Wednesday, 18 October 2017

A photographer has pulled off a world-first by recording a 360-degree video of the North Korean capital city

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Following the Taedong River, Aram Pan - flying in a microlight - captures colourful tower blocks and factories
Also visible in the video are the infamous Hotel of Doom, huge Kim Il-sung Square and the iconic Juche Tower
But the appropriately named Pan said despite his unprecedented access, he was still forced to delete material

By Iain Burns For Mailonline

PUBLISHED: 15:48 BST, 18 October 2017 | UPDATED: 21:03 BST, 18 October 2017







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A photographer has pulled off a world-first by recording a 360-degree video of the most secretive capital city in the world from a microlight.

In the spectacular video - which can be moved in any direction by the viewer with a cursor while it plays - Pyongyang's colourful apartment blocks, smoking chimneys and amazingly traffic-free roads can be seen below.

Following the Taedong River, which runs through the centre of the North Korean capital, the aircraft flies by most of the city's famous landmarks - including the pyramidal Ryugyong 'Hotel of Doom', Kim Il-sung Square and the Juche Tower.


In the spectacular production, Pyongyang's colourful apartment blocks, smoking chimneys and amazingly traffic-free roads can be seen below. Pictured: The Juche Tower, which is right on the Taedong River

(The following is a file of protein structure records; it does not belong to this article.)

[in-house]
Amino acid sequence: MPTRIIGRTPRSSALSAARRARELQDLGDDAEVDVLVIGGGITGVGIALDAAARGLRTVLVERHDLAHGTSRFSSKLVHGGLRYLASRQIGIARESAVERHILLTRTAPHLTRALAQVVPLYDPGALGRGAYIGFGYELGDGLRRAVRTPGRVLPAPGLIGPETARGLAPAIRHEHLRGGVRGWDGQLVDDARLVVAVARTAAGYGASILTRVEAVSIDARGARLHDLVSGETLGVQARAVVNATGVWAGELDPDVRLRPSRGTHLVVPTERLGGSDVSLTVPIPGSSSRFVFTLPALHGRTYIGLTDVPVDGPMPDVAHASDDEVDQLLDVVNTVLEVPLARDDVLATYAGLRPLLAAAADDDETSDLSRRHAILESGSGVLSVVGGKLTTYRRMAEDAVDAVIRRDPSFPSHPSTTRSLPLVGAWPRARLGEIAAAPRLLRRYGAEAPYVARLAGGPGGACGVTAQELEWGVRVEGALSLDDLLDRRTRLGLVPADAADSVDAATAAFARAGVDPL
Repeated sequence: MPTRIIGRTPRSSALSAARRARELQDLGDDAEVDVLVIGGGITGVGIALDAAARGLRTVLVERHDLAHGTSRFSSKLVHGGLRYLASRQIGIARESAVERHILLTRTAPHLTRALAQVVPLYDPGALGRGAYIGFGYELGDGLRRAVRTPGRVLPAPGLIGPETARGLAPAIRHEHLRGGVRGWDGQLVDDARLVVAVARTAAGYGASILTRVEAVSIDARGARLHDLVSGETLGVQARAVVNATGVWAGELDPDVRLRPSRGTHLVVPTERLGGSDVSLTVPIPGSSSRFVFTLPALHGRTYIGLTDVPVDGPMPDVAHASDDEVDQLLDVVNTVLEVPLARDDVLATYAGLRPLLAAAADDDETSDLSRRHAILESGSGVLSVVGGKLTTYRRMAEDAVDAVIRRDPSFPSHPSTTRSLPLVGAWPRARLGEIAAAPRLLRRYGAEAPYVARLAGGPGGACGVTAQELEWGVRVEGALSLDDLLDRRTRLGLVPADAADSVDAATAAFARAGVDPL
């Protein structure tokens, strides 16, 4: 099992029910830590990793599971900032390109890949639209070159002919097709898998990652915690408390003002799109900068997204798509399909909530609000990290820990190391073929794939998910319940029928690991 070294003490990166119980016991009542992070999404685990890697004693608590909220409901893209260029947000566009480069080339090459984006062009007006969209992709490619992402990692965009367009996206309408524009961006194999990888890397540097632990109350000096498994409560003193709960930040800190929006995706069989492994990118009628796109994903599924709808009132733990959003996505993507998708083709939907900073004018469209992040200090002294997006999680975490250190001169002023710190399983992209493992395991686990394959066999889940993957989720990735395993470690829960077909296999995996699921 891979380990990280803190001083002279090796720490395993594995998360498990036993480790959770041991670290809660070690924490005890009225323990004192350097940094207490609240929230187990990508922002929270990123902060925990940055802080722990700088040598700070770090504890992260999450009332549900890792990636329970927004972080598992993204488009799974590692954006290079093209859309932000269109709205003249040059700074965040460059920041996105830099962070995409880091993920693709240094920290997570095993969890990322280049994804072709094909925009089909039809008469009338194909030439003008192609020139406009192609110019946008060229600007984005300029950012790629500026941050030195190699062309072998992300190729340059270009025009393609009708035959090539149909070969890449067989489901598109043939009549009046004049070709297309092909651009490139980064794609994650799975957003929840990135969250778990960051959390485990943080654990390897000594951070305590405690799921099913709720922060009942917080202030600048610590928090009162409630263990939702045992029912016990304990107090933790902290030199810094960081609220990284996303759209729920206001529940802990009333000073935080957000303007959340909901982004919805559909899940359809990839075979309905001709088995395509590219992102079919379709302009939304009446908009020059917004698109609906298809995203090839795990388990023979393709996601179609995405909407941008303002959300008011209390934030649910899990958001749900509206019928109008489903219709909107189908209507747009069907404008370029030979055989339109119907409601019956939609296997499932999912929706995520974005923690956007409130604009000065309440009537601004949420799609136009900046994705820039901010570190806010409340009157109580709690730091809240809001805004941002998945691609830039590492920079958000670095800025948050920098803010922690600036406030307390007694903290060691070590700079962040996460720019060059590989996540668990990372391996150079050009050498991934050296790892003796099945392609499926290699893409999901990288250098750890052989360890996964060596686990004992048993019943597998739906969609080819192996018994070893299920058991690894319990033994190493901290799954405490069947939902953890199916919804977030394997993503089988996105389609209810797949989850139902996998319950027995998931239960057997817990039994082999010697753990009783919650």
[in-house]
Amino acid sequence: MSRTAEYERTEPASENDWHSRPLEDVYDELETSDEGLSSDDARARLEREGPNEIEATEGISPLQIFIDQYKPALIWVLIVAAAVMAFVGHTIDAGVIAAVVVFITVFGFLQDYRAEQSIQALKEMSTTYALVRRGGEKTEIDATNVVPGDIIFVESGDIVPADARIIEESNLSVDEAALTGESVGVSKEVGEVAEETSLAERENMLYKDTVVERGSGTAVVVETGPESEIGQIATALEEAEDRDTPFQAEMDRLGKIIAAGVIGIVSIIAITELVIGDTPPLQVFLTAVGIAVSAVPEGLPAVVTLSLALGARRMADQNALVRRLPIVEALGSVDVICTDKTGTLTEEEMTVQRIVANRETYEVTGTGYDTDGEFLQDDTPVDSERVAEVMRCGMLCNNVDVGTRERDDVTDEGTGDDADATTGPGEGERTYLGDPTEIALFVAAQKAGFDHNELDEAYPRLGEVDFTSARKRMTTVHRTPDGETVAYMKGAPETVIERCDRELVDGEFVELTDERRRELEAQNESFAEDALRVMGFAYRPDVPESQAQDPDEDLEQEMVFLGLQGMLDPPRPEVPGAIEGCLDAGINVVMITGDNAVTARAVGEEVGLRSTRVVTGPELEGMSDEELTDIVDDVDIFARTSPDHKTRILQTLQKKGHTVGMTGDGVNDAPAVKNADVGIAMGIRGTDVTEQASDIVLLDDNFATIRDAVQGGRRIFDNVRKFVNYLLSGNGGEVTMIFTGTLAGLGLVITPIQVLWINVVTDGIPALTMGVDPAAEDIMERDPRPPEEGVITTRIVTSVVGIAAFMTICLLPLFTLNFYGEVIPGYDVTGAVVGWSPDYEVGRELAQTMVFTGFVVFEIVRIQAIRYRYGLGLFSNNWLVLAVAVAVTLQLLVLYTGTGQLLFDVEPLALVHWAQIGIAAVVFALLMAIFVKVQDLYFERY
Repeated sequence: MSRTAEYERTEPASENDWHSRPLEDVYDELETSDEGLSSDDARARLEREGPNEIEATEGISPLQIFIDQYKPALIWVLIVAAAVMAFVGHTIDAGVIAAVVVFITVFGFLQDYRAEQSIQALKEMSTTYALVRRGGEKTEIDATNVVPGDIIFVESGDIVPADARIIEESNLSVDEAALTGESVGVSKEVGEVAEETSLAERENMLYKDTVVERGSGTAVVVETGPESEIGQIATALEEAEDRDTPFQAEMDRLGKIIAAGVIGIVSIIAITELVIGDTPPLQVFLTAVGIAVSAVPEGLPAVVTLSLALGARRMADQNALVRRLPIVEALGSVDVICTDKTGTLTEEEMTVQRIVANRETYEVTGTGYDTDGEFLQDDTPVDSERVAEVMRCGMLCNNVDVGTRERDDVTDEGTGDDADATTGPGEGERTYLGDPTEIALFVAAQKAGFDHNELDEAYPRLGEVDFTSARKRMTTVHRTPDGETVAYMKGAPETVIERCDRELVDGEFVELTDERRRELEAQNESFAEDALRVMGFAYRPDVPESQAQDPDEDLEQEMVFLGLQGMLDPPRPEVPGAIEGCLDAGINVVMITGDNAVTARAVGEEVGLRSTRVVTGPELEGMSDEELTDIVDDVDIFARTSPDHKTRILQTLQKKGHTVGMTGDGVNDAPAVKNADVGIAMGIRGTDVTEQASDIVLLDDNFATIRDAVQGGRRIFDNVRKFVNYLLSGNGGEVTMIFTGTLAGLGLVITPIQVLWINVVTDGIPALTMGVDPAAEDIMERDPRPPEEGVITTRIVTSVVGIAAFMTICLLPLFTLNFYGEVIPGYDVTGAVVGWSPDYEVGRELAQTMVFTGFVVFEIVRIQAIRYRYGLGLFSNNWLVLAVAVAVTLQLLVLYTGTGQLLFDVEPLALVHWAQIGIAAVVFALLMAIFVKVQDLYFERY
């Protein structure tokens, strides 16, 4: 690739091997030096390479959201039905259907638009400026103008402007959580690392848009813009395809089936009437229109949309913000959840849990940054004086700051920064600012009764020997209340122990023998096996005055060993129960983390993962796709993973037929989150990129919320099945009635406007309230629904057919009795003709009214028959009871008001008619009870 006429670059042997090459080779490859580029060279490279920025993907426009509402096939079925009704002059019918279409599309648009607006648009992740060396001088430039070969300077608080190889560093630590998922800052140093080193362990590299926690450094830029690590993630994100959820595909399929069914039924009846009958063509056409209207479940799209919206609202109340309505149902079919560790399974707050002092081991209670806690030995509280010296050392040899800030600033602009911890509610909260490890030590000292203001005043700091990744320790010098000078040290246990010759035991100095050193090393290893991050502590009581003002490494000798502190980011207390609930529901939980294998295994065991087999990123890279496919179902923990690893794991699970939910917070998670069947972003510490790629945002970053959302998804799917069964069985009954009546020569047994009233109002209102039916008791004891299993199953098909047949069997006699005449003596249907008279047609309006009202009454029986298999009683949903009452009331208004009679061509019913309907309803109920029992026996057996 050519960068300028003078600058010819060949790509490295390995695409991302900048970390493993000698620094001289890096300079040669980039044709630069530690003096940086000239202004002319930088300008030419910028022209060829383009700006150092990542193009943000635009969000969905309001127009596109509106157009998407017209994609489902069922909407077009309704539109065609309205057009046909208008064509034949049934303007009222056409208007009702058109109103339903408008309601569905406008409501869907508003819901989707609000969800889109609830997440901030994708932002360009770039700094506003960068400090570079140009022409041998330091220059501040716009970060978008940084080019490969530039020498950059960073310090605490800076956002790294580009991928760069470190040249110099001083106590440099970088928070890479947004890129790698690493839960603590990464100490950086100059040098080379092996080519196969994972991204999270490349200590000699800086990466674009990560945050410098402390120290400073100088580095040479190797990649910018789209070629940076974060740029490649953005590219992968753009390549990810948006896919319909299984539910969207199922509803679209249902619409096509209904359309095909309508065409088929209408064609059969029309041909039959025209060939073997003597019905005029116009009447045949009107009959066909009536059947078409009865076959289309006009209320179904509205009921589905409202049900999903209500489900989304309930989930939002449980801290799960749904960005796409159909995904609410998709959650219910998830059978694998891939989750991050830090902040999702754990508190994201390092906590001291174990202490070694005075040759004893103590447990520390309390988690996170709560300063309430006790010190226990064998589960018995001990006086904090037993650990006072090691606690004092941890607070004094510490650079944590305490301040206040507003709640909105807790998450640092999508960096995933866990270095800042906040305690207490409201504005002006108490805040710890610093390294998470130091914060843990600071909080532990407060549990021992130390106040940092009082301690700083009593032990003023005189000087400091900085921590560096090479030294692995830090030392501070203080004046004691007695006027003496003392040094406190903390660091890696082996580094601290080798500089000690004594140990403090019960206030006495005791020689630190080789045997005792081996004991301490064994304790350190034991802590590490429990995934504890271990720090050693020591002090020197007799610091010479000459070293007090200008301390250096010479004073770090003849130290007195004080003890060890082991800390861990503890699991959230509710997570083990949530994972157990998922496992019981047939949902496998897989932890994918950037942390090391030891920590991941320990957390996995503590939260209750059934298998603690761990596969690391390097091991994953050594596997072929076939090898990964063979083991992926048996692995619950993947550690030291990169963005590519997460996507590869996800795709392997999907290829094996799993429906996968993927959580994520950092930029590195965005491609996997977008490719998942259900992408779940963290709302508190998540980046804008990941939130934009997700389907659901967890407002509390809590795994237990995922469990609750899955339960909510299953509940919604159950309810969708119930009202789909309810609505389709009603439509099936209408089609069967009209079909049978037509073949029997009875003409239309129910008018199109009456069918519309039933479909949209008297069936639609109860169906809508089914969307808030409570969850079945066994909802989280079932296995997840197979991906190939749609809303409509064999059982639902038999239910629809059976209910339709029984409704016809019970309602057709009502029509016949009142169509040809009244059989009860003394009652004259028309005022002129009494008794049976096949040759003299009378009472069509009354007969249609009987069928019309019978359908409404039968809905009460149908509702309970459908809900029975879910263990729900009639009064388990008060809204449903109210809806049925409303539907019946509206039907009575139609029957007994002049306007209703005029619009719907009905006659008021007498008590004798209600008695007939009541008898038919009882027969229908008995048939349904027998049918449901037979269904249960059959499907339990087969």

Following the river, which runs through the centre of the North Korean capital, the aircraft flies by most of the city's famous landmarks


He was granted permission for the project by the state-run Korea International Travel Company and National Tourism Administration. But despite being given unprecedented access to photograph Pyongyang from above, he was still forced to delete about 10 per cent of his material. Pictured: Kim Il-sung Square, where rallies are often held in the city

The appropriately named Aram Pan managed the all-encompassing visual feat - first publicised by NKNews - after persuading authorities at the Stalinist state to allow him access.
He was granted permission for the project by the state-run Korea International Travel Company and National Tourism Administration.

But despite being given unprecedented freedom to photograph Pyongyang from above, he was still forced to delete about 10 per cent of his material.

Read more: http://www.dailymail.co.uk/news/article-4993154/Photographer-films-Pyongyang-microlight-360-video.html#ixzz4vv1nriox
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